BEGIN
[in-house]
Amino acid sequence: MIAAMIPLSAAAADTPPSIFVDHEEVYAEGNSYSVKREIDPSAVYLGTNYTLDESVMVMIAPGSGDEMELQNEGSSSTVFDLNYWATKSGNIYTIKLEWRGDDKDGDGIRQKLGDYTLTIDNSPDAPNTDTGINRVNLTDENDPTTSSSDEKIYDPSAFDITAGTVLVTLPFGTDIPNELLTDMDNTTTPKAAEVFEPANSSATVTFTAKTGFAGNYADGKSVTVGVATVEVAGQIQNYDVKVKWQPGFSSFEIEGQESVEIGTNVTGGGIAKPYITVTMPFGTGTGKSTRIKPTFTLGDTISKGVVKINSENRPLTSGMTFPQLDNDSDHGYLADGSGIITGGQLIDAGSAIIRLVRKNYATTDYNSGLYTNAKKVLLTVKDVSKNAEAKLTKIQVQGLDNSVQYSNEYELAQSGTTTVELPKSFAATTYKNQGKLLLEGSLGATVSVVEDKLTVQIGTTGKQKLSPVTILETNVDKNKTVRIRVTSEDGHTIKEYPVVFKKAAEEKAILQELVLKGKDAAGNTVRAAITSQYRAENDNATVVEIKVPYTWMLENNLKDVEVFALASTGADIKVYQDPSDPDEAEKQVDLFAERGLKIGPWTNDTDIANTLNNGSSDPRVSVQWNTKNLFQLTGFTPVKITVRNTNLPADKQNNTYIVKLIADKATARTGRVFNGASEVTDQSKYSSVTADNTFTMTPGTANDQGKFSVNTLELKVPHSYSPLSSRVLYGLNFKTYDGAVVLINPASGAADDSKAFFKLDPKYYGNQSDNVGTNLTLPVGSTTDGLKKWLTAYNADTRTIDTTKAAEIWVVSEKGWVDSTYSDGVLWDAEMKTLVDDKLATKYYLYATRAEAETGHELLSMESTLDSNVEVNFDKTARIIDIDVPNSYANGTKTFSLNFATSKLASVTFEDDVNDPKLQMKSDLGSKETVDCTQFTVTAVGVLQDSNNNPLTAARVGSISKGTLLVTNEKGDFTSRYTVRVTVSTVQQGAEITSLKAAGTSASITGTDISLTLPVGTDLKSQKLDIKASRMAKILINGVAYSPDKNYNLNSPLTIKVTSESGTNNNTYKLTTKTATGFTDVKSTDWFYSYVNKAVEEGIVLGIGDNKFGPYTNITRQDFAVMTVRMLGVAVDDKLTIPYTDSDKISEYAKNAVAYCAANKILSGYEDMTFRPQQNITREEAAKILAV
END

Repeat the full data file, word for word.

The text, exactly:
[in-house]
Amino acid sequence: MIAAMIPLSAAAADTPPSIFVDHEEVYAEGNSYSVKREIDPSAVYLGTNYTLDESVMVMIAPGSGDEMELQNEGSSSTVFDLNYWATKSGNIYTIKLEWRGDDKDGDGIRQKLGDYTLTIDNSPDAPNTDTGINRVNLTDENDPTTSSSDEKIYDPSAFDITAGTVLVTLPFGTDIPNELLTDMDNTTTPKAAEVFEPANSSATVTFTAKTGFAGNYADGKSVTVGVATVEVAGQIQNYDVKVKWQPGFSSFEIEGQESVEIGTNVTGGGIAKPYITVTMPFGTGTGKSTRIKPTFTLGDTISKGVVKINSENRPLTSGMTFPQLDNDSDHGYLADGSGIITGGQLIDAGSAIIRLVRKNYATTDYNSGLYTNAKKVLLTVKDVSKNAEAKLTKIQVQGLDNSVQYSNEYELAQSGTTTVELPKSFAATTYKNQGKLLLEGSLGATVSVVEDKLTVQIGTTGKQKLSPVTILETNVDKNKTVRIRVTSEDGHTIKEYPVVFKKAAEEKAILQELVLKGKDAAGNTVRAAITSQYRAENDNATVVEIKVPYTWMLENNLKDVEVFALASTGADIKVYQDPSDPDEAEKQVDLFAERGLKIGPWTNDTDIANTLNNGSSDPRVSVQWNTKNLFQLTGFTPVKITVRNTNLPADKQNNTYIVKLIADKATARTGRVFNGASEVTDQSKYSSVTADNTFTMTPGTANDQGKFSVNTLELKVPHSYSPLSSRVLYGLNFKTYDGAVVLINPASGAADDSKAFFKLDPKYYGNQSDNVGTNLTLPVGSTTDGLKKWLTAYNADTRTIDTTKAAEIWVVSEKGWVDSTYSDGVLWDAEMKTLVDDKLATKYYLYATRAEAETGHELLSMESTLDSNVEVNFDKTARIIDIDVPNSYANGTKTFSLNFATSKLASVTFEDDVNDPKLQMKSDLGSKETVDCTQFTVTAVGVLQDSNNNPLTAARVGSISKGTLLVTNEKGDFTSRYTVRVTVSTVQQGAEITSLKAAGTSASITGTDISLTLPVGTDLKSQKLDIKASRMAKILINGVAYSPDKNYNLNSPLTIKVTSESGTNNNTYKLTTKTATGFTDVKSTDWFYSYVNKAVEEGIVLGIGDNKFGPYTNITRQDFAVMTVRMLGVAVDDKLTIPYTDSDKISEYAKNAVAYCAANKILSGYEDMTFRPQQNITREEAAKILAV